On the insufficiency of existing momentum schemes for Stochastic Optimization

Anonymous

Nov 07, 2017 (modified: Nov 07, 2017) ICLR 2018 Conference Blind Submission readers: everyone Show Bibtex
  • Abstract: Momentum based stochastic gradient methods such as heavy ball (HB) and Nesterov's accelerated gradient descent (NAG) method are widely used in practice for training deep networks and other supervised learning models, as they often provide significant improvements over stochastic gradient descent (SGD). Theoretically, these ```fast gradient methods have provable improvements over gradient descent only for the deterministic case, where the gradients are exact. In the stochastic case, the popular explanations for their wide applicability is that when these fast gradient methods are applied in the stochastic case, they partially mimic their exact gradient counterparts, resulting in some practical gain. This work provides a counterpoint to this belief by proving that there are simple problem instances where these methods cannot outperform SGD despite the best setting of its parameters. These negative problem instances are, in an informal sense, generic; they do not look like carefully constructed pathological instances. These results suggest (along with empirical evidence) that HB or NAG's practical performance gains are a by-product of minibatching. Furthermore, this work provides a viable (and provable) alternative, which, on the same set of problem instances, significantly improves over HB, NAG, and SGD's performance. This algorithm, denoted as ASGD, is a simple to implement stochastic algorithm, based on a relatively less popular version of Nesterov's AGD. Extensive empirical results in this paper show that ASGD has performance gains over HB, NAG, and SGD.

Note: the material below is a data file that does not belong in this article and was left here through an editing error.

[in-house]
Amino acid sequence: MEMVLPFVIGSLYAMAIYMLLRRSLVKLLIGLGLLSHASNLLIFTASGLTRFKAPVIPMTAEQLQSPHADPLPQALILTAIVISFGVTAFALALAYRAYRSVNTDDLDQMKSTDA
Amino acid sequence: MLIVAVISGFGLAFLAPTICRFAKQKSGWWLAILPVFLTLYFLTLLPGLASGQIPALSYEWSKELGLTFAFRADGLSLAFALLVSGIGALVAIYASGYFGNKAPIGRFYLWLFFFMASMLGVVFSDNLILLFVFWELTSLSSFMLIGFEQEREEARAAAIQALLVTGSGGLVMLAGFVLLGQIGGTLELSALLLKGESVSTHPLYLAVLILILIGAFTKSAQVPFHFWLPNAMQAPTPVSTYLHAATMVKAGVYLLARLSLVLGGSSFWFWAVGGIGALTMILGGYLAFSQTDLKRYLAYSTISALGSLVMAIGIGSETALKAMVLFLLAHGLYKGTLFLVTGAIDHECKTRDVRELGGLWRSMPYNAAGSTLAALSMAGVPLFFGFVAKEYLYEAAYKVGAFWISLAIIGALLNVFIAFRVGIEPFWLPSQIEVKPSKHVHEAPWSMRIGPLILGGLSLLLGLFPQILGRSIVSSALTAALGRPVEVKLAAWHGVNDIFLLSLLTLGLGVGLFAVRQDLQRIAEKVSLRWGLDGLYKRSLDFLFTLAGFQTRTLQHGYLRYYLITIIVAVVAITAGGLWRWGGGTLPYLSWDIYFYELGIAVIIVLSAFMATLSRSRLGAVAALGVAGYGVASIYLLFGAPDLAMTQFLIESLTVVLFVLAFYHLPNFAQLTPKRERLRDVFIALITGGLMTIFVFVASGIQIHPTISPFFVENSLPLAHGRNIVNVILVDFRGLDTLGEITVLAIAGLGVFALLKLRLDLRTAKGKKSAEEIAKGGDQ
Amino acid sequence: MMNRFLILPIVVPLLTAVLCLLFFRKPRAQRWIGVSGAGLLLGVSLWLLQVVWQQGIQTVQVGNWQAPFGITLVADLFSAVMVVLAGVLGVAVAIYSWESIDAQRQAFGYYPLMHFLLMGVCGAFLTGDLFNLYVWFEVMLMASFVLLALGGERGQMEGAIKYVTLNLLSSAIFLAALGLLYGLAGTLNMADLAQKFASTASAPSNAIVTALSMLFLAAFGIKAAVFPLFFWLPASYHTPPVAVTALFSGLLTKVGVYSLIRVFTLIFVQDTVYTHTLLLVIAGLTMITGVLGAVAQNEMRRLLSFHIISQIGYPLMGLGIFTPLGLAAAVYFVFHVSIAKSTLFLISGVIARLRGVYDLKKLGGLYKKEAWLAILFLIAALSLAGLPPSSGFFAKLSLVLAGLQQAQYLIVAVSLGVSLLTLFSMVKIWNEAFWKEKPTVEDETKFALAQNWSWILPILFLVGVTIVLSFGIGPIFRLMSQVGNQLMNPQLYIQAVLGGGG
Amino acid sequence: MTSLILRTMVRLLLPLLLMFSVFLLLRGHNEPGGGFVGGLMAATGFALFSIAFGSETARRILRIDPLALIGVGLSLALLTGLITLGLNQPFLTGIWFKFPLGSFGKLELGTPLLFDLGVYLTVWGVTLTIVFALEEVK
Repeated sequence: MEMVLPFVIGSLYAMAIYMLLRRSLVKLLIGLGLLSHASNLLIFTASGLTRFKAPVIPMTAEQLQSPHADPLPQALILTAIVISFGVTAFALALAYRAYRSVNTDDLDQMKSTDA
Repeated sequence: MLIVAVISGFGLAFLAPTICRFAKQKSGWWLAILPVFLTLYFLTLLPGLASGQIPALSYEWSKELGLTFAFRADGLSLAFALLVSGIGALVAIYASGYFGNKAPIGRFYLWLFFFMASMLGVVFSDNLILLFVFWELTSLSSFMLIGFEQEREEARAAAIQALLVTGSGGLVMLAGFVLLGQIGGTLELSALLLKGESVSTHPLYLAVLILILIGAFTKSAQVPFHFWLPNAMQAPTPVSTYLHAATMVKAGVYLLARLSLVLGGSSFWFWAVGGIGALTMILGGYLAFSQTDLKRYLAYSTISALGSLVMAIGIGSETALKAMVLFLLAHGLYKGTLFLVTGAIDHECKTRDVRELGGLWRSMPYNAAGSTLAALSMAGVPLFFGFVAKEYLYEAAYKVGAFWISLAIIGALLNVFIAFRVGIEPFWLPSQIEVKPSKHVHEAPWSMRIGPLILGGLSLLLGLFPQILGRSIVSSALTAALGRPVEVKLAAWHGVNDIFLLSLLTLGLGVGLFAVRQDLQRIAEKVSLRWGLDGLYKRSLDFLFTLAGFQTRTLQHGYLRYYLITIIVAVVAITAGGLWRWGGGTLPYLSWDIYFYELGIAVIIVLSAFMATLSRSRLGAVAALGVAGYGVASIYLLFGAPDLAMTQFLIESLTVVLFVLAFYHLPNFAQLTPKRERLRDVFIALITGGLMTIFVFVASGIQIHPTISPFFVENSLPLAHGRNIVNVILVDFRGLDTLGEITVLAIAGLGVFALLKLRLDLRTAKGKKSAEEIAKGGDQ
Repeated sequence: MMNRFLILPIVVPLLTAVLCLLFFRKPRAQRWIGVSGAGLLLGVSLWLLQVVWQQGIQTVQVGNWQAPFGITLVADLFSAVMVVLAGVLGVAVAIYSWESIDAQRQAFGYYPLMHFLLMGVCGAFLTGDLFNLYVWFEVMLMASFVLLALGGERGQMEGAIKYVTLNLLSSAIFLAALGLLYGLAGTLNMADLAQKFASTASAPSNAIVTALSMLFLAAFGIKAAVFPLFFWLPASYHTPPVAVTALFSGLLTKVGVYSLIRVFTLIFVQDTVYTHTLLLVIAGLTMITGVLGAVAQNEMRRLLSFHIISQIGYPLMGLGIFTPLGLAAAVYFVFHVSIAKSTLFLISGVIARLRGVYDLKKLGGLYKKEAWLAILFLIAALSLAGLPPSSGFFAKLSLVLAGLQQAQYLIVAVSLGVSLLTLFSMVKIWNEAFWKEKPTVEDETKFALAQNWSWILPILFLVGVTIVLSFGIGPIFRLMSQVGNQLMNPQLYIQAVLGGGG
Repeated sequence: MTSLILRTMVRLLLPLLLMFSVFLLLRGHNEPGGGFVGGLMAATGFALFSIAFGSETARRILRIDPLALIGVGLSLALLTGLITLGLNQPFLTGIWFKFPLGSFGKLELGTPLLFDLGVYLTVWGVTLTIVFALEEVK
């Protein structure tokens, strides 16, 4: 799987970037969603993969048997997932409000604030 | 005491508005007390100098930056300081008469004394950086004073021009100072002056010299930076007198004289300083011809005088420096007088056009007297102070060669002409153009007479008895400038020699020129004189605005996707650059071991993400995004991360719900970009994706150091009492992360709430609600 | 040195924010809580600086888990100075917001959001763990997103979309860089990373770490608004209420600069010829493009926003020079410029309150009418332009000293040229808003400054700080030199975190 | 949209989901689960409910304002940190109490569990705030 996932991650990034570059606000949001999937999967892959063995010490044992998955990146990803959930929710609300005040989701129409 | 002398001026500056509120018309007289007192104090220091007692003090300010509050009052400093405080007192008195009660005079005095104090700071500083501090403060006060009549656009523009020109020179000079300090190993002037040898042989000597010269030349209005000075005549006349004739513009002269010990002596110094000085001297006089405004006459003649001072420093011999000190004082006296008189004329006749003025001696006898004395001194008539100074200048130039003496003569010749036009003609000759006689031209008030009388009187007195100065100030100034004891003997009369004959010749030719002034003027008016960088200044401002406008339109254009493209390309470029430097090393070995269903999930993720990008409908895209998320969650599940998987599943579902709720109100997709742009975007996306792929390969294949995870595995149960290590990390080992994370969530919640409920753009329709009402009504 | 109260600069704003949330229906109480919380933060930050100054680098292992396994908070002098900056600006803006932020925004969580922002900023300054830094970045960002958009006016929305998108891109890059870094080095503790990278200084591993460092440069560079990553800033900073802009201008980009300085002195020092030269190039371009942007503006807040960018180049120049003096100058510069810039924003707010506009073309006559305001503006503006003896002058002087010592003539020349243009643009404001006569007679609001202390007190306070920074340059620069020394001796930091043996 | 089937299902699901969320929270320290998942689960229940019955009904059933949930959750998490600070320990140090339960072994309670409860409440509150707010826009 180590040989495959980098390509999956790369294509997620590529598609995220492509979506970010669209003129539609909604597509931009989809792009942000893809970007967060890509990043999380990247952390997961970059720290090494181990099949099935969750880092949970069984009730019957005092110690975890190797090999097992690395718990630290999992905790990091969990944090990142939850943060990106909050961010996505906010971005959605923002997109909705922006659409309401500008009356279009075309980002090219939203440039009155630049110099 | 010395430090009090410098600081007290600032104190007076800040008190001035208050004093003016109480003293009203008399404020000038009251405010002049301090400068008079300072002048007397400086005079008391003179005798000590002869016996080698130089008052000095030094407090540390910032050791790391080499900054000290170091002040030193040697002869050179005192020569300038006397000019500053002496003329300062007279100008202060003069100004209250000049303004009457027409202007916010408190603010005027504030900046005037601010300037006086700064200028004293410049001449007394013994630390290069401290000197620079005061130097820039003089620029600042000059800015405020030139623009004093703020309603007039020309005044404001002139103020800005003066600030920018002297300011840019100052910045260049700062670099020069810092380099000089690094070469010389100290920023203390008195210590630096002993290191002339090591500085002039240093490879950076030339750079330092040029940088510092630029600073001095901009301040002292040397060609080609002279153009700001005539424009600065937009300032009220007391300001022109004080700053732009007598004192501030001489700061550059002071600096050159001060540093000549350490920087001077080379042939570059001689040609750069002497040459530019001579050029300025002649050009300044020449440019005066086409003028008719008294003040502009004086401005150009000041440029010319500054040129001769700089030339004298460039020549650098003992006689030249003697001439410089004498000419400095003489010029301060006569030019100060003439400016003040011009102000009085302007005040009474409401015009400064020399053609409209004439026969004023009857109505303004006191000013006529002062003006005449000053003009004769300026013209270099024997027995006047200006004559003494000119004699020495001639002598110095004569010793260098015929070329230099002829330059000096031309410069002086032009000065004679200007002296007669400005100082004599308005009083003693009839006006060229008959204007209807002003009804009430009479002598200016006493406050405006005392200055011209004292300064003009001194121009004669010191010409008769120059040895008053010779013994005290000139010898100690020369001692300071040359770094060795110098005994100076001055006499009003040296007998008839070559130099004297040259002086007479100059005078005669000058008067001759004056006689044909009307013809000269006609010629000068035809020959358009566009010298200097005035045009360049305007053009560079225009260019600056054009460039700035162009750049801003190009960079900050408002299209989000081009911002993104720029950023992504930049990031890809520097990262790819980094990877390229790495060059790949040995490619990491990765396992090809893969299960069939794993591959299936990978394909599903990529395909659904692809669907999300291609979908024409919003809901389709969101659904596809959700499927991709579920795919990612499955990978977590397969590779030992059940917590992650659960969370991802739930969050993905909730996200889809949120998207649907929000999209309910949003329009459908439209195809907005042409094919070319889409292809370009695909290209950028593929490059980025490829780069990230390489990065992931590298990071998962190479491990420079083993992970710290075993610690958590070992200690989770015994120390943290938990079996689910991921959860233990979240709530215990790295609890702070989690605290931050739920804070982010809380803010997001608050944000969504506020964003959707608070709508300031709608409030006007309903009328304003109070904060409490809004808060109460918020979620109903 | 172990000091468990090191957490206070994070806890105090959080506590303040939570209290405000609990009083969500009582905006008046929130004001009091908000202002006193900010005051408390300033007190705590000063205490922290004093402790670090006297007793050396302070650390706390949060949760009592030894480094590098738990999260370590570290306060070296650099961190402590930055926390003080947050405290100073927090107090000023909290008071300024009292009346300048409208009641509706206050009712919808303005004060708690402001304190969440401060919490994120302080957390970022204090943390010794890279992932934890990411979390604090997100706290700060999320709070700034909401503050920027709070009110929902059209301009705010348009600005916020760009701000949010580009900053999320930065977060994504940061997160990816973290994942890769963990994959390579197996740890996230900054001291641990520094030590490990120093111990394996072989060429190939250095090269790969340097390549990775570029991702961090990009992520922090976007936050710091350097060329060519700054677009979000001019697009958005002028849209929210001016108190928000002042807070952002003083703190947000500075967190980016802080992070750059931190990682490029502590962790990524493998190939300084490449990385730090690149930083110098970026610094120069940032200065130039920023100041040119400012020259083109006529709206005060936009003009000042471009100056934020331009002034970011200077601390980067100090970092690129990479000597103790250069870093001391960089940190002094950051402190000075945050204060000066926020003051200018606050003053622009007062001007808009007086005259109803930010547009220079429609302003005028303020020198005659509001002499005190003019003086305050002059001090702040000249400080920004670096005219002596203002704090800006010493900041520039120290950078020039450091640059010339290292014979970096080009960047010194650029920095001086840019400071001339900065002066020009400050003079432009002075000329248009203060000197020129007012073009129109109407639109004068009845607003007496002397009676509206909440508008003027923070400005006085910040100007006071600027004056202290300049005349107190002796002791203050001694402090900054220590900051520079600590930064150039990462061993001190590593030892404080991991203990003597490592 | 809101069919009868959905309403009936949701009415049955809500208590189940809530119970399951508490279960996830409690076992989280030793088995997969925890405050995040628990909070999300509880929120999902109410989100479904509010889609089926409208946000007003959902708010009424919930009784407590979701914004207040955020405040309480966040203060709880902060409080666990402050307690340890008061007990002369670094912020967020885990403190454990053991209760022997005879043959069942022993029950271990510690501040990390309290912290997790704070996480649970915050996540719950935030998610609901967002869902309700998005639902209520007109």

• TL;DR: Existing momentum/acceleration schemes such as heavy ball method and Nesterov's acceleration employed with stochastic gradients do not improve over vanilla stochastic gradient descent, especially when employed with small batch sizes.
  • Keywords: Stochastic Gradient Descent, Deep Learning, Momentum, Acceleration, Heavy Ball, Nesterov Acceleration, Stochastic Optimization, SGD

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